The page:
Judicial Watch: New Documents Show IRS HQ Control of Tea Party Targeting
MAY 14, 2014
Documents also Reveal Unusual Pressure from Key Democrat Senator to Target Conservatives
(Washington, DC) – Judicial Watch today released a new batch of Internal Revenue Service (IRS) documents revealing that its handling of Tea Party applications was directed out of the agency’s headquarters in Washington, DC. The documents also show extensive pressure on the IRS by Senator Carl Levin (D-MI) to shut down conservative-leaning tax-exempt organizations. The IRS’ emails by Lois Lerner detail her misleading explanations to investigators about the targeting of Tea Party organizations.
The documents came in response to an October 2013 Judicial Watch Freedom of Information Act (FOIA) lawsuit filed after the agency refused to respond to four FOIA requests dating back to May 2013 (Judicial Watch, Inc. v. Internal Revenue Service (No. 1:13-cv-01559)).
One key email string from July 2012 confirms that IRS Tea Party scrutiny was directed from Washington, DC. On July 6, 2010, Holly Paz (the former Director of the IRS Rulings and Agreements Division and current Manager of Exempt Organizations Guidance) asks IRS lawyer Steven Grodnitzky “to let Cindy and Sharon know how we have been handling Tea Party applications in the last few months.” Cindy Thomas is the former director of the IRS Exempt Organizations office in Cincinnati and Sharon Camarillo was a Senior Manager in their Los Angeles office. Grodnitzky, a top lawyer in the Exempt Organization Technical unit (EOT) in Washington, DC, responds:
EOT is working the Tea party applications in coordination with Cincy. We are developing a few applications here in DC and providing copies of our development letters with the agent to use as examples in the development of their cases. Chip Hull [another lawyer in IRS headquarters] is working these cases in EOT and working with the agent in Cincy, so any communication should include him as well. Because the Tea party applications are the subject of an SCR [Sensitive Case Report], we cannot resolve any of the cases without coordinating with Rob.
The reference to Rob is believed to be Rob Choi, then-Director of Rulings and Agreements in IRS’s Washington, DC, headquarters.
Another email string from February – March 2010 includes a message from a California EO Determinations manager discussing a Tea Party application “currently being held in the Screening group.” The manager urges, “Please let ‘Washington’ know about this potentially embarrassing political case involving a ‘Tea Party’ organization. Recent media attention to this type of organization indicates to me that this is a ‘high profile’ case.” A co-worker responds: “I think sending it up here [DC] is a good idea given the potential for media interest.” As with Ben Rhodes’ Benghazi-related talking points email, Judicial Watch obtained a more complete version of this IRS email chain than was provided to a congressional committee.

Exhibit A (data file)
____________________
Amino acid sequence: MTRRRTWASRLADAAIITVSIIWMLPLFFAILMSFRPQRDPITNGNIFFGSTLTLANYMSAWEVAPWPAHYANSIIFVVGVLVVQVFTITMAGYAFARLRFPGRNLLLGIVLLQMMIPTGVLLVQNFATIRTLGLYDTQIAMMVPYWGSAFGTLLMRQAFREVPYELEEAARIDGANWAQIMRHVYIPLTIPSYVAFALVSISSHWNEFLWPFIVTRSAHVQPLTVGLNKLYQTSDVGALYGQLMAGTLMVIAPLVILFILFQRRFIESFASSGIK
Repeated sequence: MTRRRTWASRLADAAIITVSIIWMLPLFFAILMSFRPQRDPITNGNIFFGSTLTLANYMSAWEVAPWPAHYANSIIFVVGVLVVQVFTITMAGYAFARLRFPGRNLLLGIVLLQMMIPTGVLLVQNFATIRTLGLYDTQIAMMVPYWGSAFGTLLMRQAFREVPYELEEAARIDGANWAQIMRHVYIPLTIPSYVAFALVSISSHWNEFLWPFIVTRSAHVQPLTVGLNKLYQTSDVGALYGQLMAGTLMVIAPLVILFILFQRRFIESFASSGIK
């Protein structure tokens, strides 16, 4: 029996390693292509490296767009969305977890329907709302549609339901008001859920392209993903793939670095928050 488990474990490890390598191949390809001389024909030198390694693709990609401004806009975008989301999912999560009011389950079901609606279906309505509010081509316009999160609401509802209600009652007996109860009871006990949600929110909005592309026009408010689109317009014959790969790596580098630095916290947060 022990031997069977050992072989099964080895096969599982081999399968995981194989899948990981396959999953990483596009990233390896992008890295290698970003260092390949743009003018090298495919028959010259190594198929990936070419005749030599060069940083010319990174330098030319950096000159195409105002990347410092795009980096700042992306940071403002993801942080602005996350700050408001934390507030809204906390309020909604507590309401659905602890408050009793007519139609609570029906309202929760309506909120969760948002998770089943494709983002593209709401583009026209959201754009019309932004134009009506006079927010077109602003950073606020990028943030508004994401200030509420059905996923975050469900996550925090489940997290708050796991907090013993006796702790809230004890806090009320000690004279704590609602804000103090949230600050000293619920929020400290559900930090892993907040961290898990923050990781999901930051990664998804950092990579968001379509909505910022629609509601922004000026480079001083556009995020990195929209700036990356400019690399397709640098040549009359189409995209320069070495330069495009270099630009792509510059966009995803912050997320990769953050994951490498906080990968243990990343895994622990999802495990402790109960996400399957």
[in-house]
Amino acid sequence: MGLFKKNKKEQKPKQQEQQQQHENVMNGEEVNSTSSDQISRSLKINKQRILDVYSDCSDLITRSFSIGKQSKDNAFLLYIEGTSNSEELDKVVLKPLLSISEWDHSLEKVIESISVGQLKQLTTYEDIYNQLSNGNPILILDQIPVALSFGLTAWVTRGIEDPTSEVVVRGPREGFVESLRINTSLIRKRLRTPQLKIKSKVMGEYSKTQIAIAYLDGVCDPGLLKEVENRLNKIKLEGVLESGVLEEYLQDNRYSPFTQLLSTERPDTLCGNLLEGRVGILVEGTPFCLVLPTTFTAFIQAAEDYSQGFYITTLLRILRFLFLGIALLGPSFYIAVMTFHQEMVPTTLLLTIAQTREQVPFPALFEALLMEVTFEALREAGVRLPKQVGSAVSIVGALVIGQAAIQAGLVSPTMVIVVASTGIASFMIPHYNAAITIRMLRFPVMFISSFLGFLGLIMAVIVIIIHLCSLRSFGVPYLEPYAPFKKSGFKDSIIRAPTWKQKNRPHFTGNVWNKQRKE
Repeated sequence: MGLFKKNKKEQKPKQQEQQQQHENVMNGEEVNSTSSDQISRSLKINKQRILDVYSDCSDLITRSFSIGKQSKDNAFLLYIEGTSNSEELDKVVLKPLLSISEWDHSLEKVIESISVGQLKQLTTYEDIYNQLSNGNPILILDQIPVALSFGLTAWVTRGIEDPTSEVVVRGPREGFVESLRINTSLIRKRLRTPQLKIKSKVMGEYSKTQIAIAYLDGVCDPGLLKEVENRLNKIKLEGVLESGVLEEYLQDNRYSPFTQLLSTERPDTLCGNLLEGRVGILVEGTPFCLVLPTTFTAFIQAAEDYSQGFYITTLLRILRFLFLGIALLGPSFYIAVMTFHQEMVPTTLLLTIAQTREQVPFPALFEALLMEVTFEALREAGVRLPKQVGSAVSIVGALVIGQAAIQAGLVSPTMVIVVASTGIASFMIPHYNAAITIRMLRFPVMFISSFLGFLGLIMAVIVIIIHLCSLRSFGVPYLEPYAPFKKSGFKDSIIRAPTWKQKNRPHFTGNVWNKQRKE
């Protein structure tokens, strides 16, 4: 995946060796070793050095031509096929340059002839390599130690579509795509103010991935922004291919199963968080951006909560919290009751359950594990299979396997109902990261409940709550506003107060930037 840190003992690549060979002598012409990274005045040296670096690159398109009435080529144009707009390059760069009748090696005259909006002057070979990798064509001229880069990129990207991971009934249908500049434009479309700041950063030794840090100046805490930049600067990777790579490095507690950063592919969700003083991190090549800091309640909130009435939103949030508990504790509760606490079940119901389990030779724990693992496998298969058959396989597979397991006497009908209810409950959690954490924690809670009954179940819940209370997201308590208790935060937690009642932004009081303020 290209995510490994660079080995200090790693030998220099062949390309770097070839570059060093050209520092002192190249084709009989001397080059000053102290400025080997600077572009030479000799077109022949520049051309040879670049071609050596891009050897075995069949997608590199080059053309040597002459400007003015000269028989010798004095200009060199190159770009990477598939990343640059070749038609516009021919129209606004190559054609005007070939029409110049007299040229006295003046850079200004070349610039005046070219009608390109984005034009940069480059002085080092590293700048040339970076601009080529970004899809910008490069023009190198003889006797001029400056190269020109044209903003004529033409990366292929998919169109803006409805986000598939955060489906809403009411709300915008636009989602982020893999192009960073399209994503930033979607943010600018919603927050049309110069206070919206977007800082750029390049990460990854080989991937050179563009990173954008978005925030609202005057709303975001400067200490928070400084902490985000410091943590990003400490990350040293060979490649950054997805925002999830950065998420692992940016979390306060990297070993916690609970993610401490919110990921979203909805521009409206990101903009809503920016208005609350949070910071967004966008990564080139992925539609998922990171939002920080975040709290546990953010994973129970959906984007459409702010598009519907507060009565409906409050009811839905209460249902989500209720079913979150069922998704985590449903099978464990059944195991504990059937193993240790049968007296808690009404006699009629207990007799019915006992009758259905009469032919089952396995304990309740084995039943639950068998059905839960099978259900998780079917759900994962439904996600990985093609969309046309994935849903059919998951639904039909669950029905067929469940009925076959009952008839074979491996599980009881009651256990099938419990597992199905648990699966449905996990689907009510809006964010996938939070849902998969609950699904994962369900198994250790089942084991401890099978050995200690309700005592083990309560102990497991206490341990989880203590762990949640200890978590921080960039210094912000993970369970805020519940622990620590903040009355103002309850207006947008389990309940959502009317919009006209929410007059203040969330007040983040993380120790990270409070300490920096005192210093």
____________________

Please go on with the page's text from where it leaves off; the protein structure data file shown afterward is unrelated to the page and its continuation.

The Judicial Watch documents also contain email correspondence to internal IRS investigators from Lerner, dated April 2, 2013, that tries to explain the “Be on the Lookout” (BOLO) criteria used to select organizations for screening and scrutiny:
Because the BOLO only contained a brief reference to “Organizations involved with the Tea Party movement applying for exemption under 501(c)(3) and 501(c)(4)” in June 2011, the EO Determinations manager asked the manager of the screening group, John Shafer [IRS Cincinnati field office manager], what criteria were being used to label cases as “tea party ” cases. (“Do the applications specify/state ‘ tea party’? If not, how do we know applicant is involved with the tea party movement?”) The screening group manager asked his employees how they were applying the BOLO’s short –hand reference to “tea party.” His employees responded that they were including organizations meeting any of the following criteria as falling within the BOLO’s reference to “tea party” organizations: “1. ‘Tea Party’, ‘Patriots’ or ‘9/12 Project’ is referenced in the case file. 2. Issues include government spending, government debt and taxes. 3. Educate the public through advocacy/legislative activities to make America a better place to live. 4. Statements in the case file that are critical of the how the country is being run. . . “
So, we believe we have provided information that shows that no one in EO “developed” the criteria. Rather, staff used their own interpretations of the brief reference to “organizations involved with the Tea Party movement,” which was what was on the BOLO list.
Lerner omits that her office was “developing” the applications for all Tea Party groups.